Summary Report of the First Day of the Thirteenth General Assembly of States Parties to the World Heritage Convention
Paris. The General Assembly of States Parties to the World Heritage Convention opened Tuesday, 30 October 2001 at 10 a.m. in the presence of the majority of the States Parties to the Convention.
After the opening of the session by Mounir Bouchenaki, UNESCO ADG Culture and representative of the Director General, Samuel Fernandéz Illanes, Ambassador of Chile to UNESCO, was elected Chairperson of the Assembly. Ms Sandra Kalniete, Ambassador of Latvia to UNESCO and Mr Boubaker Ben Fraj, Director General of the National Institute for Heritage of Tunisia were elected as Vice Chairpersons, and Ms Deanna Ongpin-Recto, First Secretary of the Philippines Delegation to UNESCO as Rapporteur.
Dr Christina Cameron, Canada, Chairperson of the World Heritage Committee until the election of a new Chairperson at the Fifth Extraordinary Session of the World Heritage Committee on 1 November 2001, presented the report on the Committee's activities in the period 2000-2001.
The General Assembly debated a proposal submitted by the former Chairperson of the WH Committee concerning a new additional voluntary contribution by States Parties to the World Heritage Fund.
The spokesman for the UNESCO Comptroller presented the statement of accounts of the World Heritage Fund including the status of the States Parties contributions.
A resolution on the protection of the cultural heritage of Afghanistan was adopted by the General Assembly, condemning the wilful destruction of this heritage, particularly the destruction of the Bamyan statues by the Taliban forces, as a "crime against the common heritage of humanity". Among other, the resolution invites the Director General of UNESCO to inform the Secretary General of the United Nations when the common heritage of humanity is threatened with wilful destruction, so that necessary steps may be taken.
During the afternoon session, the Assembly discussed the agenda item concerning improvement to the Representivity of the World Heritage List, as originally recommended by a Working Group of States Parties in 1999. In presenting the issue, the Director of the World Heritage Centre recalled the hard work by and sound proposals put forward by Amb. Yai concerning the importance of the Tentative Lists, and the management and rigour which should be the Committee's concern. He noted the Committee's decision to limit the number of sites to be examined in 2003, on a trial basis, to 30, as well as the number that could be nominated by any one State Party (only one per State Party, unless that country had no sites on the list.)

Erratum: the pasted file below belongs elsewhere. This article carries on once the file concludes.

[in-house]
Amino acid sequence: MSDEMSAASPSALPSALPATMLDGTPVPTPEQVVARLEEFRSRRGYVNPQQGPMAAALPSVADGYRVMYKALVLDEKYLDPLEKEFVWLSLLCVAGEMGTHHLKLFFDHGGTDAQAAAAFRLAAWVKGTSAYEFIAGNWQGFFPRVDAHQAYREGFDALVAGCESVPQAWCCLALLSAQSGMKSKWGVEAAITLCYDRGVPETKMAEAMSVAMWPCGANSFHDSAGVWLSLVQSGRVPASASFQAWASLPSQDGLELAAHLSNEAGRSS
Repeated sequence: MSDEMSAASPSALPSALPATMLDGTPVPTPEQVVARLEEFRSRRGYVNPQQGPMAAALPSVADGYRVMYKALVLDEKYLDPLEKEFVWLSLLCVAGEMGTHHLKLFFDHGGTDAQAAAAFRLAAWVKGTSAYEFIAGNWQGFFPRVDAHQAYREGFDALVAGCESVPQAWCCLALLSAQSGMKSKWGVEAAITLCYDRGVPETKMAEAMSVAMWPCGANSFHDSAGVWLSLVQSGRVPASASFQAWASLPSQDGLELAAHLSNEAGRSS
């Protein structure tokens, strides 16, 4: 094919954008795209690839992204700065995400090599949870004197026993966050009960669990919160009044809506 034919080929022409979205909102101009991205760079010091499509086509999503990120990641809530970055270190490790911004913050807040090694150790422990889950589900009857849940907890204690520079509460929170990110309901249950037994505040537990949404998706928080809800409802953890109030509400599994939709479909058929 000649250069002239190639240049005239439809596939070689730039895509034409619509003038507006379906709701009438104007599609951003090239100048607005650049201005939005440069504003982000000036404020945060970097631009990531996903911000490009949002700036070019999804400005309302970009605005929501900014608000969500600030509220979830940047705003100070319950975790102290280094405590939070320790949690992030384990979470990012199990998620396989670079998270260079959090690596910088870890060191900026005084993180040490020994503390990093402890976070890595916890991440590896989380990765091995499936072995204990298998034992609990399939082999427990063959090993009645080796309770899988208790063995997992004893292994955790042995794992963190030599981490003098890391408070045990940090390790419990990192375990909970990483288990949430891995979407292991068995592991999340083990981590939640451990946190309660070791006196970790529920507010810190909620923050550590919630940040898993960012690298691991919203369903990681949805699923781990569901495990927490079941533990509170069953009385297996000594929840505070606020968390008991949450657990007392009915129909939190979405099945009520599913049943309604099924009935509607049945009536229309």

Sixteen States Parties spoke on the issue. All praised the work of the Working Group, and looked forward to its implementation in 2003 as the first substantial result of the Committee's determination to improve the representivity of the list. Several States Parties asked about how the Secretariat in February 2002 would go about selecting the 30 sites among the under-represented categories of sites that would be examined by the Committee in 2003, as the Committee had requested. In response, the Director of the Centre explained that on a provisional basis, for 2002, a group of categories would be outlined at the Committee's next session, in Helsinki. Several countries expressed fear that the Committee's concern for representivity might exclude possible nominations for important examples of certain well-represented categories of sites. In addition, several countries preparing joint nominations of transboundary properties asked how these would be considered in the new selection process. The Director responded by noting that while this type of site had not been considered by the Cairns Committee, a solution would be proposed in Helsinki that might encourage more of these nominations in the future.
Many States also took the floor in the discussions on equitable representation in the World Heritage Committee. Two States, Cuba and Georgia, used the opportunity to annouce the withdrawal of their candidature, and several also announced that if elected they would only serve for four years, in the interest of greater rotation on the Committee.
The session will continue on Wednesday, 31 October 2001, at 10 a.m. with Item 10 of the Agenda: Elections to the World Heritage Committee.
The provisional list of States Parties candidates, as of 30 October 2001, is as follows:
Argentina, Armenia, Czech Republic, Ethiopia, Guinea, India, Israel, Lebanon, Nigeria, Oman, Federation of Russia, Saudi Arabia, St Lucia, Tanzania, Togo, Turkey, United Kingdom, Uzbekistan
(Note: the outgoing States are: Australia, Benin, Canada, Cuba, Ecuador, Italy, Malta, Morocco)